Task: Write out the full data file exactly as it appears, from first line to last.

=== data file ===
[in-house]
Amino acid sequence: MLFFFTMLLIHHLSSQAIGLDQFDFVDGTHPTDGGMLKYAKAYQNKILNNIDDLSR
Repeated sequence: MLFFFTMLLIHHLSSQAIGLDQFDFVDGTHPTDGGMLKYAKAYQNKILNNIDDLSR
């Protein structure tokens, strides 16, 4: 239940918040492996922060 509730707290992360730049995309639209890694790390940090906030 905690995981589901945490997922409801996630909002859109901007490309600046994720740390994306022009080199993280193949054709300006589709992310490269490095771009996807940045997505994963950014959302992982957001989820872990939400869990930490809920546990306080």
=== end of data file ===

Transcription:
[in-house]
Amino acid sequence: MLFFFTMLLIHHLSSQAIGLDQFDFVDGTHPTDGGMLKYAKAYQNKILNNIDDLSR
Repeated sequence: MLFFFTMLLIHHLSSQAIGLDQFDFVDGTHPTDGGMLKYAKAYQNKILNNIDDLSR
């Protein structure tokens, strides 16, 4: 239940918040492996922060 509730707290992360730049995309639209890694790390940090906030 905690995981589901945490997922409801996630909002859109901007490309600046994720740390994306022009080199993280193949054709300006589709992310490269490095771009996807940045997505994963950014959302992982957001989820872990939400869990930490809920546990306080």